The 2-mile out-and-back trail leads to a fire road and is relatively easy for beginner hikers to get their footing and a feel for the hiking experience in LA. But be sure to plan ahead, since it can get pretty crowded here. This is mostly because of the amazing photo ops from almost everywhere on the route.

Trail 22: Beaudry Loop

The Beaudry Loop Trail in Glendale is one of my favorite challenging hiking trails in LA. If you’re a beginner, you may want to skip out on this one. I’d recommend going up on the north side of the route and descending on the south side. This should create a 5.5-mile (8.85-kilometer) loop that gives you the best views and scenery of the trail.

The north side of the trail is a little more scenic and has a steady incline, which makes it easy to get started. On the other hand, the south side of the trail has incredible views of the city, but it’s much steeper and shorter. Of course, this means you’re going to get a great workout!

5 Best Waterfall Hikes

If you want to switch up your usual hiking routine, then why not shake it up with one of my favorite waterfall hikes in LA?

Trail 1: Escondido Canyon Park

Hidden in the scenic Escondido Canyon Park is the amazing Escondido Falls Trail for nature lovers and anyone looking for the most scenic hiking trail in LA. This trail meanders through fields and forests, and you’ll need to cross Escondido Canyon Creek several times on your trail.

The trail has an uphill climb for the first 0.75 miles (1.2 kilometers), but it’s mostly flat and well-marked afterward.

Additionally, the Falls Trail is a 4.2-mile (6.76-kilometer) round trip, so be sure to pack accordingly! Eventually, you’ll reach the pinnacle of this hike, which is the 50-foot (15.24-meter) Lower Escondido Falls waterfall.

Trail 2: Eaton Canyon

If you want a bit of an easier hike, then the Eaton Canyon trail is relatively easy to navigate and good for families with older children. It’s important to note that the trail is a little more rugged toward the end, though, with creek crossings and boulder-hopping that can be tough for younger children.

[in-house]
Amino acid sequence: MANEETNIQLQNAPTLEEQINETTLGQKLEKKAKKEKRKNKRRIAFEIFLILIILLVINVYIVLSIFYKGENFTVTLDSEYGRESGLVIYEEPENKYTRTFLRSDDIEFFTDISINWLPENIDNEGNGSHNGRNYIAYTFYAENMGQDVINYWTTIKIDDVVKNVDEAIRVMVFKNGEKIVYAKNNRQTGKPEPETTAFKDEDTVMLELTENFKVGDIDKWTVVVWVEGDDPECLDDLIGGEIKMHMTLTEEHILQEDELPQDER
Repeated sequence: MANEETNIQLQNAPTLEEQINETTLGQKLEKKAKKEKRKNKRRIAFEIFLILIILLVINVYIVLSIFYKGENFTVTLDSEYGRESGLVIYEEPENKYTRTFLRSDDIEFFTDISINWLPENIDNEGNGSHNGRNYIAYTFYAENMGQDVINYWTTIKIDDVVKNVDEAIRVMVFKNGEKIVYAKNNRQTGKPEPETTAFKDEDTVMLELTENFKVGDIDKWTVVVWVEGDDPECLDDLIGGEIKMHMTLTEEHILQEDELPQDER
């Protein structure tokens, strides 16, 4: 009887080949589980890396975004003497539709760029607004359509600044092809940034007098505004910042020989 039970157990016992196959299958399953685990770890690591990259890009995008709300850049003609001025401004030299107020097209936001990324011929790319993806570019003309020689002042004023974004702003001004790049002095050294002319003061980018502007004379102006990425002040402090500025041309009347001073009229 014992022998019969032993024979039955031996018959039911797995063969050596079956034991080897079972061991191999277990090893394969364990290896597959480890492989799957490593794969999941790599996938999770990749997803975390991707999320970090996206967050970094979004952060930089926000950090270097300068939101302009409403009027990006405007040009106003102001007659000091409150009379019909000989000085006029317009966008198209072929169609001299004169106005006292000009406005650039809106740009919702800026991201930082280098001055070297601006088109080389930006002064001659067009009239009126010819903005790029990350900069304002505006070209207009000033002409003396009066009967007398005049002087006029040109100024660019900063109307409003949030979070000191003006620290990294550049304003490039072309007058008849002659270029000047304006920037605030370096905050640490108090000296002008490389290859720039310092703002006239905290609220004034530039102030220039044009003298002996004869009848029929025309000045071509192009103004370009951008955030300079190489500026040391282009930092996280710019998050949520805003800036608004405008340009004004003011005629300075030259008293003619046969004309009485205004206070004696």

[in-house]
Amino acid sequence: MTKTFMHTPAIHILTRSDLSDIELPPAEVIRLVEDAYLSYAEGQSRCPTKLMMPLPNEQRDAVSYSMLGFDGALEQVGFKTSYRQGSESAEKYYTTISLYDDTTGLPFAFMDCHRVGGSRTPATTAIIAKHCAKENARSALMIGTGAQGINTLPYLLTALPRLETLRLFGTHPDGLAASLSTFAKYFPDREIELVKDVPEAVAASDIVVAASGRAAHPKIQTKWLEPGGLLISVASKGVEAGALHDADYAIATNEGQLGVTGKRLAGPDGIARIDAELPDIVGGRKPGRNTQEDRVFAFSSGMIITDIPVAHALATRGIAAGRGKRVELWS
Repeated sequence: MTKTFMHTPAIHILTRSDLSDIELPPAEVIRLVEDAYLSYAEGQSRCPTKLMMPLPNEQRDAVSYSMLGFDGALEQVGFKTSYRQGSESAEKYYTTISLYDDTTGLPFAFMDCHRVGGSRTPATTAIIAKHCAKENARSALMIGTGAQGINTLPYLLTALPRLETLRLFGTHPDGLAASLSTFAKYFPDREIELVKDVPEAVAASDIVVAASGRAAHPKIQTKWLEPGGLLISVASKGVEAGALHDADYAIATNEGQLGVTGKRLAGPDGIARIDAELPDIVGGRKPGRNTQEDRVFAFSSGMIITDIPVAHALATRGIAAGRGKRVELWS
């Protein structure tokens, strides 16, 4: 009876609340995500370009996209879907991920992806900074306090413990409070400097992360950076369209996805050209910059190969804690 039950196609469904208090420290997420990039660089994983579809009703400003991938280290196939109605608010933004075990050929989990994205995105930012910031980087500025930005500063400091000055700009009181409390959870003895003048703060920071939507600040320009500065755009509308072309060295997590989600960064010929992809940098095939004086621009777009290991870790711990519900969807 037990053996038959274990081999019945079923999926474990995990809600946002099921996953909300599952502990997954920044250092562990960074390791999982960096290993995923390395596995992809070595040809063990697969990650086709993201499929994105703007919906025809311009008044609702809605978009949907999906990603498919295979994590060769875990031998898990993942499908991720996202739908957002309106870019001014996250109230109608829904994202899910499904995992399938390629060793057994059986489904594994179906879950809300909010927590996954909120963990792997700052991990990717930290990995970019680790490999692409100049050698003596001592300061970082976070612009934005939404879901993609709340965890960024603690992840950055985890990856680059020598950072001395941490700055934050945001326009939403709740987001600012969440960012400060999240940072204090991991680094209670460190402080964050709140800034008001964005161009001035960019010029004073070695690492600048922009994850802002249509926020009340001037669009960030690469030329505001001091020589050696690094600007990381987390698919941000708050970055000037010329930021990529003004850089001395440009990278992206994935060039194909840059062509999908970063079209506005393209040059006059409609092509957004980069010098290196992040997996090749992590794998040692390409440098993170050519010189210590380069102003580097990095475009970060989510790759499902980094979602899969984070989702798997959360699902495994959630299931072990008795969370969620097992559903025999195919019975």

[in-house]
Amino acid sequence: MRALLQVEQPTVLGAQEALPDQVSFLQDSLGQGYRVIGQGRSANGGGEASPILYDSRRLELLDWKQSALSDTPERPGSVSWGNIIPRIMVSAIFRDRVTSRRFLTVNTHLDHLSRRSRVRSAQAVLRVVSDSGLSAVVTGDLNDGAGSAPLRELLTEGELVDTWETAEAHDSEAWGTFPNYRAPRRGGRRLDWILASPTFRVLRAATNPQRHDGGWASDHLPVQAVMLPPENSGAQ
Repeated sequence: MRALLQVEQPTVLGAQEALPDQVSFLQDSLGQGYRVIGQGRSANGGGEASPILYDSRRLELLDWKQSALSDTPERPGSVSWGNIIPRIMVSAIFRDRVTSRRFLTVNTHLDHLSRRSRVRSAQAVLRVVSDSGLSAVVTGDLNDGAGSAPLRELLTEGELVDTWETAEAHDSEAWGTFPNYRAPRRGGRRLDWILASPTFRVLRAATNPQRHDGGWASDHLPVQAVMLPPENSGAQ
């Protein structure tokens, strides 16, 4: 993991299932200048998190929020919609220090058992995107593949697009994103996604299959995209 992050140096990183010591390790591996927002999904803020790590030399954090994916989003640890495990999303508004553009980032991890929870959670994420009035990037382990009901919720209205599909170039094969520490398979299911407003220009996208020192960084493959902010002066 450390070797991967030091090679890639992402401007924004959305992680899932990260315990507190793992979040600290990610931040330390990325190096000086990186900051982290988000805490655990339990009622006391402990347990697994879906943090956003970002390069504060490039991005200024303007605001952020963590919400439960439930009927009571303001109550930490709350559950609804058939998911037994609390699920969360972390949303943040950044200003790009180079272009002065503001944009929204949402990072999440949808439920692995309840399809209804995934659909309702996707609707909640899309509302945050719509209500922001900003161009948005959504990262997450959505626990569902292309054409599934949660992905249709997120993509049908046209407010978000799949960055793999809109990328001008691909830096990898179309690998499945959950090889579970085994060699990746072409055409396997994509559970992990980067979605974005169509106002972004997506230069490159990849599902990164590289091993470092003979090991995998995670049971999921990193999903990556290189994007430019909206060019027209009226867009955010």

This trail is just under 4 miles (6.44 kilometers) long from start to finish, making it the perfect hike for a day trip to see the amazing 40-foot (12.92-meter) waterfall. The waterfall even cascades into a pond for some gorgeous photo-ops (plus, it creates a cooling mist in the summer months that is heavenly).

Trail 3: Solstice Canyon

The Solstice Canyon Trail (also known as the Rising Sun Trail) is one of the most popular hiking trails in LA. The easier section of the hike, the Canyon Trail, is fantastic for beginners and is a 2.6-mile (4.2-kilometer) out-and-back hike that is flat enough to walk in almost any shoes. That means you won’t need any fancy hiking gear if you feel like an impromptu hike!

The shaded trail takes you through a path of sycamores and oak trees. At the end of the trail, you’ll find a gentle waterfall that trickles through rock pools and into a creek.

On the other hand, the Rising Sun Trail is a little trickier. It can be accessed by the fork in the road and has switchbacks with less shade, so I’d recommend this route for more seasoned hikers.

Trail 4: Switzer Falls

The Switzer Falls Trail is one of the most popular waterfall hikes in LA that gives you the chance to experience all of the beauty that the San Gabriel mountains have to offer. The trail itself is simple, but it does involve a little off-trail scrambling to reach the upper falls, which can make it more challenging for beginner hikers.

The trail starts at the Switzer Picnic site and carries on along a portion of the Gabrielino Trail, with the Upper Falls reaching an elevation of around 50 feet (15.2 meters) above the Lower Falls area. There are a few river crossings to be aware of as well, so be sure to wear the right shoes – unless you want to get your feet wet, that is!

Trail 5: Santa Ynez Falls

Santa Ynez Falls (in the beautiful Santa Monica mountains) is a moderately challenging hiking trail in Topanga State Park. Although most hikers can tackle the trail with ease, it’s important to remember that there are some creek crossings and a slight off-trail climb near the waterfall.

The main attraction here is, of course, the 18-foot (5.5-meter) waterfall. Most hikers prefer to turn around at the Falls, which makes the trail a shorter 2.5-mile (4-kilometer) round trip. Still, if you’re feeling adventurous, you can hike further upstream for an off-trail challenge.

How To Prepare For A Hike

For the best hiking in Los Angeles, you’ll need a couple of things to help you prepare. Of course, the first thing on your list should be my list of the best hikes in LA. But you’ll also want to think about the following hiking elements so you can tackle your trail with ease:


Depending on how difficult and long your hike is, there are some things you’ll want to take with you.

Some essential hiking equipment may include:

  • Hiking boots
  • Sunscreen
  • Appropriate clothing (for example, a hat and sunglasses are great for spring and summer hikes in Los Angeles)
  • A backpack
  • Navigational tools like a map, compass, or even a GPS device
  • A first-aid kit
  • A multi-tool or knife
  • A flashlight (and extra batteries) in case your hike is delayed